London 2012: Sunday trading law suspension bid for Olympics
Sunday trading laws will be suspended by the government on eight weekends from 22 July during the Olympics and Paralympics.
In his Budget, George Osborne proposed emergency legislation so large shops in England and Wales can trade for more than six hours.
"When millions of visitors come to Britain... we don't want to hang up a closed for business sign," he told MPs.
But campaign group Keep Sunday Special called the plan "profoundly worrying".
And shopworkers' union Usdaw warned its members "vehemently opposed" the idea.
General secretary John Hannett said: "The government's own consultation just last year showed there is no widespread support from either retailers or the general public for change.
"Deregulation would have a very detrimental impact on the lives of millions of shopworkers.
"Shopworkers are entitled for their views to be heard before any decisions of this importance are made."
Analysts, though, predict the move could lead shoppers to spend £200 million more, with shopping comparison website Kelkoo saying almost half of the extra money would be spent in London.
But ministers hope to see the proposal passed by Easter.
Speaking to BBC One's The Andrew Marr Show on Sunday, Mr Osborne said: "We've got the whole world coming to London and the rest of the country for the Olympics.
"It would be a great shame - particularly when some of the big Olympic events are on Sunday - if the country had a closed for business sign on it."
Shadow chancellor Ed Balls said there should be proper consultation and careful consideration before implementing change.
"George's people have told the newspapers this is an experiment to change it for the future, breaking up centuries of tradition," he said.
Church leaders acknowledged the Olympics would be a special time, but said they were likely to oppose the move.
Rev Sally Hitchiner, of St John's Church in Ealing, west London, told the BBC: "We're concerned it could become a precedent, we could lose some of the specialness of Sunday.
"Sunday should be a time for relationships, a time when we put some boundaries on consumerism, so you can go to the park and play football with the kids, and take your mum breakfast in bed."
The Sunday Trading Act 1994 states that shops over 280 square metres in England and Wales are restricted to any six hours of continuous trading between 10:00 and 18:00 on Sundays.
And they cannot open at all on Easter Sunday.
The law also includes measures to protect the rights of shop workers who wish not to work on Sunday.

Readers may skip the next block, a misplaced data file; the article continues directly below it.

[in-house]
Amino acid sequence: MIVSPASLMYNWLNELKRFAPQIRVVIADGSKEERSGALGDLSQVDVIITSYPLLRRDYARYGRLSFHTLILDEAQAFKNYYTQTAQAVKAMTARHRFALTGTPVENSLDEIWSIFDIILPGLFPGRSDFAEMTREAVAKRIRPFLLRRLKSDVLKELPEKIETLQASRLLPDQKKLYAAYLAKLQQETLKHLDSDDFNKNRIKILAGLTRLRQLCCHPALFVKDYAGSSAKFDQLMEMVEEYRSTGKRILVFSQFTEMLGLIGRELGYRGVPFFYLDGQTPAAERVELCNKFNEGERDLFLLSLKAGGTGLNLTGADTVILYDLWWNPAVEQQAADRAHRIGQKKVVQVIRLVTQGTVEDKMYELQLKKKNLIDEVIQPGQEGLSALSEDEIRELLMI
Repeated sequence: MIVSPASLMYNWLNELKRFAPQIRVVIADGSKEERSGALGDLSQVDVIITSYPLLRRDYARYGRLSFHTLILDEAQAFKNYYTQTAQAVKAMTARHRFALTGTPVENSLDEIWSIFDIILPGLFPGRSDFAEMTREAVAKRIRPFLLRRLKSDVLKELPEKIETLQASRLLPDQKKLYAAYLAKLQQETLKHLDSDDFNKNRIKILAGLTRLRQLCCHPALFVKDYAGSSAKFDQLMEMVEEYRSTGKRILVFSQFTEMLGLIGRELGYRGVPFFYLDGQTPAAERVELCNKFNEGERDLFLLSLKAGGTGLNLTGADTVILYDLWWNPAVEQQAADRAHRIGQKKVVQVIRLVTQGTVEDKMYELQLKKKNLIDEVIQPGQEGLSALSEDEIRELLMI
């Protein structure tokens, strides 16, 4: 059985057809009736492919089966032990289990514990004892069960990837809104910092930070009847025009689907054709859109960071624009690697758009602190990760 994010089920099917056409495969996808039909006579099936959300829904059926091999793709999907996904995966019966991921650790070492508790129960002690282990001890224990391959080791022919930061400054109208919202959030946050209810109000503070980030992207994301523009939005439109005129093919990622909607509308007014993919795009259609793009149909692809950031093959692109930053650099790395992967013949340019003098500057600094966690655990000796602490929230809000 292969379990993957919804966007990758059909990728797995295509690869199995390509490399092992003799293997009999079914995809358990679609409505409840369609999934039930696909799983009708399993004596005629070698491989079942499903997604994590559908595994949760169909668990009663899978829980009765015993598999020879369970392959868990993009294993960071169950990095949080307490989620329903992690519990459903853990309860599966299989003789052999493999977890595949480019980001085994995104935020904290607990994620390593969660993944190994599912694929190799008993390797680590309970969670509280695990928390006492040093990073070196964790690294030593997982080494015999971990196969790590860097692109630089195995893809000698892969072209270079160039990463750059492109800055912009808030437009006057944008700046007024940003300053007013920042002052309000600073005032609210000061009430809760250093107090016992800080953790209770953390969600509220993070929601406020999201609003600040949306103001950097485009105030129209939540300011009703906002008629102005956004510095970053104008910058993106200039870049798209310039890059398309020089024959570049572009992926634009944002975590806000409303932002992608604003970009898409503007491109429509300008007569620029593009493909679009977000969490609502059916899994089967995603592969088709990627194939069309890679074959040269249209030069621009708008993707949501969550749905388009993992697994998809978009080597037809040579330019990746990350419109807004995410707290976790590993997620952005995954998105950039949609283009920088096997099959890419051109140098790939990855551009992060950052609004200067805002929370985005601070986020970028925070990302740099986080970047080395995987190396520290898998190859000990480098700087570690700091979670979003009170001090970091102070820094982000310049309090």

By temporarily suspending these rules, the government hopes visitors heading to London for the Olympics will take advantage of longer opening hours, boosting flagging retail figures.
The Treasury is expected to closely monitor the suspension's effects and has not ruled out a permanent change.
Tory MP Nadine Dorries predicted that Mr Osborne would "face a barrage of criticism" as a result of the move.
She tweeted: "Arrogant to impose without debate and vote of whole house.
"Is the coalition government secretly implementing an anti-Christian agenda. And if so, who is driving it, Cameron and Osborne or the LDs?"
Last year, Conservative MP Therese Coffey warned a temporary change for the Games might become permanent.
On Sunday she said: "I wouldn't stand in the way of shops being open in the Olympic Park during this time.
"But I just remind people that small, independent stores are allowed to open all day and this is an opportunity to celebrate them rather than having big stores open as well."
But party colleague Mark Menzies said he was "absolutely delighted" the plan was being taken up, saying it would "send out a very powerful message that Britain is open for business".
The MP for Fylde, whose background is in retail, said he had "no desire at this stage" to see longer opening hours beyond August.
The director of the Confederation of British Industry, John Cridland, backed the plan, saying: "I think it's going to do a lot for the spirit of Britain and for the businesses for Britain."
ButKeep Sunday Special said the rumours were "profoundly worrying"and that it totally opposed the "unnecessary" move.
'Undermining the principle'
The Association of Convenience Stores warned the move could set an unwelcome precedent.
Chief executive James Lowman said on Sunday: "Any relaxation, even just for London during the Olympics, would erode our existing, popular, Sunday trading rules."
Mr Lowman added that the temporary concession could open the door for the big retail lobby to press for all sorts of exemptions for other events, "undermining the whole principle" of Sunday trading restrictions.
In Scotland, Sunday trading has long been deregulated with shops deciding their own hours.
In Northern Ireland, legislation introduced in 1997 allows large shops over 280 square metres to open between 13:00 and 18:00 on Sundays.